Keep your distance! Safe driving call during safety week in Oman

Energy Thursday 16/March/2017 12:03 PM
By: Times News Service
Keep your distance! Safe driving call during safety week in Oman

Muscat: “Nuisance”, “annoying” and “ignorant” are some of the words used to describe tailgating in the streets of the Sultanate.
This problem is a growing concern in the country as many speeding and rash drivers tend to close the safe distance gap between the vehicles in order to force the other to give way, which could cause a chain reaction of accidents.
According to data from National Center for Statistics and Information, “failure to leave a safe distance” is the fourth highest reason for accidents in 2016. 326 accidents occurred for tailgating in which 183 people were injured and 12 died.
The Oman Road Safety Association (ORSA) condemns this act deeming it dangerous and unsafe and that drivers should heed to the basics of driving instead of ignoring them.
“This is an unsafe act. Unfortunately, it's widely noticed on Oman roads, ORSA advises all drivers to keep in mind to keep a safe distance to avoid the unavoidable,” said ORSA.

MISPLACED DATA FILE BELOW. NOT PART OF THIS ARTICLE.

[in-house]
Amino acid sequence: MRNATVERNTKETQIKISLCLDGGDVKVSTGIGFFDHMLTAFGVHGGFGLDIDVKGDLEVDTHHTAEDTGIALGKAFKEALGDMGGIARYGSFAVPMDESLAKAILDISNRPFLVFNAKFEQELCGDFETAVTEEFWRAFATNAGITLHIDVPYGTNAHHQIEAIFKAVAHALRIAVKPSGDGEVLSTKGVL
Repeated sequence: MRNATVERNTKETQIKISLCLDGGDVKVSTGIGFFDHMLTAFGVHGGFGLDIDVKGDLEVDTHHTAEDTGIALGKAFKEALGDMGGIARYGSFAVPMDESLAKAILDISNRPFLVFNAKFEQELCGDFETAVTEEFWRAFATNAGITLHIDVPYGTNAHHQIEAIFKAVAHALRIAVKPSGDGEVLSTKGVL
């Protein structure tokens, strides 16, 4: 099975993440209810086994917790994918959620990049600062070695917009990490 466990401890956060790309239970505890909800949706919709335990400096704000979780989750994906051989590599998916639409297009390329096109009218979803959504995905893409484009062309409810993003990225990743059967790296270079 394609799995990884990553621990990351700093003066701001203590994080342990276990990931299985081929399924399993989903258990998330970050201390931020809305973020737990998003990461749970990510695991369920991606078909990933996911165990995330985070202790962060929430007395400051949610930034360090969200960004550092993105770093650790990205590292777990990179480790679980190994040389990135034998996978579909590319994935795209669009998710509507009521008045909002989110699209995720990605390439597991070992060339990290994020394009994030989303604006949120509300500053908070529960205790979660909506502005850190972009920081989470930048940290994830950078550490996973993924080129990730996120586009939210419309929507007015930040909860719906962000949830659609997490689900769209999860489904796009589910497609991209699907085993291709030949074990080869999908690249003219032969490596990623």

“Ignoring the basics from some drivers is an extremely dangerous sign and we must take extra precautions on roads. The likelihood (of an accident) is absolutely high and the impact will be high,” added ORSA.
Commuters in the Sultanate also voiced their opinion on the matter saying that it is an annoying habit of some drivers and that they could be the trigger that ultimately causes an accident.
Mohammad Al Wahaibi, an Omani national said, “I had an accident in Sarooj because of a tailgater once. The roads in Sarooj are narrow and some people speed up, so the tailgater bumped into my car after stopping at the traffic lights.”
“These drivers are ignorant and must learn defensive driving,” he added.
Another Omani national who requested to remain anonymous said, “It really is a nuisance when you think about it; especially when there is fast moving yet congested traffic along the highway when a tailgater is about to sit on your lap.”
“I wouldn’t be able to give way because of traffic. Even when there is sudden braking in front of me, I try not to break hard, but enough to help the guy avoid rear ending my vehicle and from me crashing into the guy in front of me,” he added.
Some however say that the tailgaters might be in an emergency situation.
Fayyad Samara, a resident in Muscat said, “When someone tailgates, I always assume that they are in a state of emergency and let them pass immediately.”
“It’s quite annoying but we never know what people’s [situations are],” he added.